Alex Ovechkin, right talks with Capitals Coach Adam Oates and teammate Matt Hendricks during a first-period timeout against the Bruins earlier this month. (Jonathan Newton/The Washington Post)

You’re not allowed to blame George McPhee for the Washington Capitals’ midseason malaise. Well, you can. But it won’t do any good. Silly Cap fan, you know Ted Leonsis doesn’t hire general managers; he appoints Supreme Court justices. McPhee already outlasted a pope; Ruth Bader Ginsberg has no shot.

You can’t blame Adam Oates either. His first NHL coaching job was to change Dale Hunter’s bump-and-grinders back into Dutch speedskaters who could score like Gretzky. The only problem was he had about a week before this hideously played, 48-games-in-99-nights’ season started. Plus, who blames any first-year coach nicknamed “Oatsie?”

Alexander Semin, forever everyone’s favorite Cap to pick on, is also off the hook — because Sasha just scored three points for Carolina the other night against the Devils and returns to Verizon Center finally absolved of being the root of all hockey evil in Washington.

That leaves No. 8 by his lonesome. It’s all Alex Ovechkin’s fault, right? It’s Ovi’s fault, now and forever.

Call him “Loafechkin,” like some angry anonymous poster the other day. Say he’s a disgrace to the game at 27 years old, that he’ll never win the Hart Trophy again and his 13-year, $124 million contract could end up being essentially Arenas on Ice for Leonsis. Say he is a dum-dum with low hockey IQ, like the puckhead radio guy in Canada.

Add that he frequently plays like he doesn’t care and say he, to again quote the disenchanted among the fan base, “is mentally lazy, childish and a prima donna of a bum.”

Don’t let facts get in the way of slamming Ovi.

Forget, for instance, that a major part of the offense disappeared when Semin and Dennis Wideman didn’t return to the team in the offseason.

Disregard the offense and leadership the Capitals lost when Mike Knuble didn’t come back.

Don’t even consider the loss of Brooks Laich to injury, which hurt team as much psychologically as physically. Forget that Mike Green’s porcelain frame is on the shelf again. Everyone loses Norris Trophy candidates and goes to the Stanley Cup finals, right?

Don’t even give one ounce of sympathy that Ovechkin has never played for an NHL coach who had a lick of NHL head coaching experience before being put in charge of one of the game’s greatest offensive talents.

Certainly don’t give him the benefit of the doubt that Ovechkin, like this depleted roster still trying to find talented healthy bodies and chemistry, is on his third coach — and thereby third system — in a mere 13 months.

No. Just keep bashing Ovi. We can all play Mike Milbury for a day, can’t we?

“It’s easy to go after the Russian guy who still doesn’t have a great grasp of the language, isn’t it?” says Alan May, the Comcast SportsNet analyst and former tough guy. “Fine, but he is still the best player on the team. When they’re playing well, he’s the guy that stands out.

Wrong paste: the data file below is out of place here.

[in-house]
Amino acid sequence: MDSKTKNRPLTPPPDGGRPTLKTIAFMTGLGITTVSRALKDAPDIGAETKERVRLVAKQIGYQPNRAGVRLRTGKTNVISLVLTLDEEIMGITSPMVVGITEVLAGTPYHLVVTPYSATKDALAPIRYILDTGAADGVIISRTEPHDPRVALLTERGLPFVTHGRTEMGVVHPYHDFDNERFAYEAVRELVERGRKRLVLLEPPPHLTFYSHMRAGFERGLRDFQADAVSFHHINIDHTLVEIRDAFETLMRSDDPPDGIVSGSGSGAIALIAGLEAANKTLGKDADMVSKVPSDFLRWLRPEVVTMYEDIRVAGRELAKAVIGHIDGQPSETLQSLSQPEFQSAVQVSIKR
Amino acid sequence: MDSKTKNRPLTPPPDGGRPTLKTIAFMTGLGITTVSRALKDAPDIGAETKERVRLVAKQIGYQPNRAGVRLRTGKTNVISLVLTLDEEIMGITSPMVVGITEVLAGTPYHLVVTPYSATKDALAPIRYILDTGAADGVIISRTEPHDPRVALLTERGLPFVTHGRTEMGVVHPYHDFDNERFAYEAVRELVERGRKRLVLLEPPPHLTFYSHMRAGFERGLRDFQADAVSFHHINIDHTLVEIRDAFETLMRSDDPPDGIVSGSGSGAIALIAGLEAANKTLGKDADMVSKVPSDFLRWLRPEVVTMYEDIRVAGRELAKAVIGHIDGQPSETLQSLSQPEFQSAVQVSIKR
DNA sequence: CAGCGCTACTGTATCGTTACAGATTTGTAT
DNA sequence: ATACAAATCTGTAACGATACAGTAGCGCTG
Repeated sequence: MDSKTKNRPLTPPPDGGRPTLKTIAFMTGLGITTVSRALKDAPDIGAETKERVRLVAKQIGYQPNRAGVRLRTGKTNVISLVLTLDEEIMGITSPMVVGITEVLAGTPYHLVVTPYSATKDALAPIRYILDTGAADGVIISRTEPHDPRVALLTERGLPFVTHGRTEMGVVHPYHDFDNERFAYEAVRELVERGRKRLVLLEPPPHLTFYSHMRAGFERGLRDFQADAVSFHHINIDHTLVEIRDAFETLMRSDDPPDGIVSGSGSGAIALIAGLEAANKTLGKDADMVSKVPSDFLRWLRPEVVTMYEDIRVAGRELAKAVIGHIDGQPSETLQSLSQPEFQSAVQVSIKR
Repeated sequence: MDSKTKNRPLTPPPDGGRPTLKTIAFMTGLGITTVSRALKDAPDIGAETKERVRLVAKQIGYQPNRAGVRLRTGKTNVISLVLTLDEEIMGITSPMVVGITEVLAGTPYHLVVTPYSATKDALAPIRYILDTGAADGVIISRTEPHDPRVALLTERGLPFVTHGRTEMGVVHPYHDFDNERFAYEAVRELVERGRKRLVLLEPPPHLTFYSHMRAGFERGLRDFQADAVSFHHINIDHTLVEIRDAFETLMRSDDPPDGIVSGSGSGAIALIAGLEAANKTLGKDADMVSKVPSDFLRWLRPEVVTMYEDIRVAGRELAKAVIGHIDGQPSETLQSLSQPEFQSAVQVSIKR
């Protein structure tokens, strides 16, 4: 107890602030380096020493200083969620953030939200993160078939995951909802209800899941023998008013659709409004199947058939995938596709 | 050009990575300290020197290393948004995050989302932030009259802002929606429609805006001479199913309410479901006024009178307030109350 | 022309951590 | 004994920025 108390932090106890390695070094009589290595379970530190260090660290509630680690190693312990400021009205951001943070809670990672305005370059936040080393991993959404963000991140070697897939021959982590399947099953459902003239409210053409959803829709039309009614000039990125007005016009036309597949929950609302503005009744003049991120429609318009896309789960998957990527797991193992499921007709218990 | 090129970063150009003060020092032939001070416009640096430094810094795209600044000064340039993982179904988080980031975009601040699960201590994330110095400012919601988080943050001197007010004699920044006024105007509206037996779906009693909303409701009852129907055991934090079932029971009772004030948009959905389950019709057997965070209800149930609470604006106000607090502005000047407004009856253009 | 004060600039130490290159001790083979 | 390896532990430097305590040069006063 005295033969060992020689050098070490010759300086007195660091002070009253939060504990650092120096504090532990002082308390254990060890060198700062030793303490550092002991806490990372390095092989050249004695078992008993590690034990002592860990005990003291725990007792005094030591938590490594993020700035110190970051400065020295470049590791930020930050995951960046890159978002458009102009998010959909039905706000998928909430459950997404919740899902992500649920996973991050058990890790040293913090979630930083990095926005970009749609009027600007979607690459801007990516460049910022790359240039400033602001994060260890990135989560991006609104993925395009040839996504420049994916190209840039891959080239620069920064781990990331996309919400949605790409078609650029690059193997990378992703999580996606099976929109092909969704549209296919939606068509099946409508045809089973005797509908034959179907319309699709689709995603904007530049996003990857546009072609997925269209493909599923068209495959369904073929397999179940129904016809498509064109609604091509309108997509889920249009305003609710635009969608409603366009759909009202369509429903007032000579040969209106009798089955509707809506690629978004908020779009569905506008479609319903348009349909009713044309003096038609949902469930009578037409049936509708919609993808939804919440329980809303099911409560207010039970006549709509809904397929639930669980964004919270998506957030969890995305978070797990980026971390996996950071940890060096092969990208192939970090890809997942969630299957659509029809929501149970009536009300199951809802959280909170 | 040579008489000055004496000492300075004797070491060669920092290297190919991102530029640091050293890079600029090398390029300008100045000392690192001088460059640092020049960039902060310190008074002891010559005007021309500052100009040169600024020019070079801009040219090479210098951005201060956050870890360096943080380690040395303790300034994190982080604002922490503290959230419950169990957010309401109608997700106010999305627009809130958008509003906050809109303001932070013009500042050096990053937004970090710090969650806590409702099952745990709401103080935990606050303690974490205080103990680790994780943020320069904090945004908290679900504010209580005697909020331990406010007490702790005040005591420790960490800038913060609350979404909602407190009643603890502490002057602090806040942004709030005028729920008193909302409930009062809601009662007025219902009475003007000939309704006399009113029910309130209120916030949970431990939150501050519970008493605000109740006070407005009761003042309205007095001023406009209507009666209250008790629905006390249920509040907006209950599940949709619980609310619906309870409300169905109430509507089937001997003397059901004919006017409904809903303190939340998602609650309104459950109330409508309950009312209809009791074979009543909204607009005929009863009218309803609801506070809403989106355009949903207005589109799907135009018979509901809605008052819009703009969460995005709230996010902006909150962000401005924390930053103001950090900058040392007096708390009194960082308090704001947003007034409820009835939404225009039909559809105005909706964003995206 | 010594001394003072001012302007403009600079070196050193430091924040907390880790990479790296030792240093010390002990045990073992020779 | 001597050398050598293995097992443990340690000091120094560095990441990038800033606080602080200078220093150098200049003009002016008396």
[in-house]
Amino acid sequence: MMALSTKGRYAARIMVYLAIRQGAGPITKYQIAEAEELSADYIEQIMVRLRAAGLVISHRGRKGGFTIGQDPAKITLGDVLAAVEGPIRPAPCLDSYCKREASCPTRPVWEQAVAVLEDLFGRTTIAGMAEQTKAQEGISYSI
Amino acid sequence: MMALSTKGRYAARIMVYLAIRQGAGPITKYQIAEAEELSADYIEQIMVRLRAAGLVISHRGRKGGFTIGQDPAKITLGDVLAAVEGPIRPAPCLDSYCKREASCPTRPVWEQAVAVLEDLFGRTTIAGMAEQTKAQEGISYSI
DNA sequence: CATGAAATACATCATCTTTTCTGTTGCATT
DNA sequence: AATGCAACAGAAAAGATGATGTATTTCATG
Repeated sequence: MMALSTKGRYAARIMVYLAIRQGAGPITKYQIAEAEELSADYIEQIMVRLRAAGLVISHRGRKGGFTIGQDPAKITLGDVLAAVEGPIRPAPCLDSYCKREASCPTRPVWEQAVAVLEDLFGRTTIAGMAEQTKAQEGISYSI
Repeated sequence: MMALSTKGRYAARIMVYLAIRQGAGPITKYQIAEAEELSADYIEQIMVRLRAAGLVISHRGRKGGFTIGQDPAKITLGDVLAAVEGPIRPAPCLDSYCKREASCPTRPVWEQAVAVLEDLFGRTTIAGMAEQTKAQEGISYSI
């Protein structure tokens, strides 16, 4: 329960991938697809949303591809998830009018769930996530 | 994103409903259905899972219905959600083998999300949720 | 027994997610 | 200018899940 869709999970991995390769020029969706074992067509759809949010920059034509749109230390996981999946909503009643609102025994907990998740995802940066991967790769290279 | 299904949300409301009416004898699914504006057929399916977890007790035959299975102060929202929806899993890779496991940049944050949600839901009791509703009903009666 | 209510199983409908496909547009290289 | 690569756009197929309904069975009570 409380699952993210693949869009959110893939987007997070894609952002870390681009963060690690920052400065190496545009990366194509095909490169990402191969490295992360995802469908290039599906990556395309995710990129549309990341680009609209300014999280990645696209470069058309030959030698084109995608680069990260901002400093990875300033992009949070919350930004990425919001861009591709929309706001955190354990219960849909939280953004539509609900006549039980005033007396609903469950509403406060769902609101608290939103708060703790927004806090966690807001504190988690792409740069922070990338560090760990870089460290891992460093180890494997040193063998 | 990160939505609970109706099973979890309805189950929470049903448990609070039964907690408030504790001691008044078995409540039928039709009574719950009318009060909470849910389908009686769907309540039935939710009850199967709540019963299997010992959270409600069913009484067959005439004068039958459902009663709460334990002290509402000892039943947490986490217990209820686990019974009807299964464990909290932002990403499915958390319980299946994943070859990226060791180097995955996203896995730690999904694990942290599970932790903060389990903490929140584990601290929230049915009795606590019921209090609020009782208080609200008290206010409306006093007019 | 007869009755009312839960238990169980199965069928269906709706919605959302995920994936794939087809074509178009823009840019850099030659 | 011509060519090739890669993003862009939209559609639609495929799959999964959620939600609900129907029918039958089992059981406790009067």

“The NBC guys can’t say enough [stuff] about Ovi. It’s pre-packaged in their shows. And a lot of times it doesn’t even match up to reality with what’s really happening on the ice.”

Don’t look at the last two Stanley Cup finalists and realize that every single player on the rosters of the New Jersey Devils and Los Angeles Kings had to contribute to get there. No, put it on the star, the guy who makes the most money. It doesn’t matter that the greatest hockey players have less control of outcomes, because of shifts and overall ice time, than LeBron James or Tom Brady.

It doesn’t matter that Washington is in the middle of playing 17 games in 30 days this month because labor woes put players’ health at extreme risk, or that the young guns we used to know as Ovie, Backie, Greenie and Brooksie are now fully formed been-around-the-block veterans who get hurt and are nowhere near invincible anymore.

Let’s just magnify in this schlock of an incomplete NHL season just how awful and past-his-greatness Ovechkin is. Let’s harp about his lack of production, his predictability and his stubbornness. Heck, say he was so lousy even a year ago he only managed to score as many goals as all but four players in the entire league.

Let’s just pile on the guy who is still the Capitals’ most legitimate offensive player, who still has a lot to offer his teammates and this town, who never asked to be captain but is gradually learning the hard way what it means to have that letter sewn to his jersey.

“Honestly, he’s a got a team full of carpenters right now,” May says. “They’re not super, super offensively dynamic. For them to win right now, he’s got to be a guy that everything else has got to work at 100 for him to do well.”

But that gets in the way of another Ovi-bashing day. And there’s certainly no reason to do that because then everyone might have to admit to the hardest truth imaginable: It’s his fault, all right. Just like it’s Ted Leonsis, George McPhee and [Insert the New Coach Here]’s Fault. Just like it’s Backstrom, Green and [Insert This Year’s New Goaltender]’s Fault.

But it’s not all Ovechkin’s fault. It never was. And until we all get past that, we are going to miss the evolution and possible maturity of a guy who could still raise the Cup one day in this town.

For previous columns by Mike Wise, go to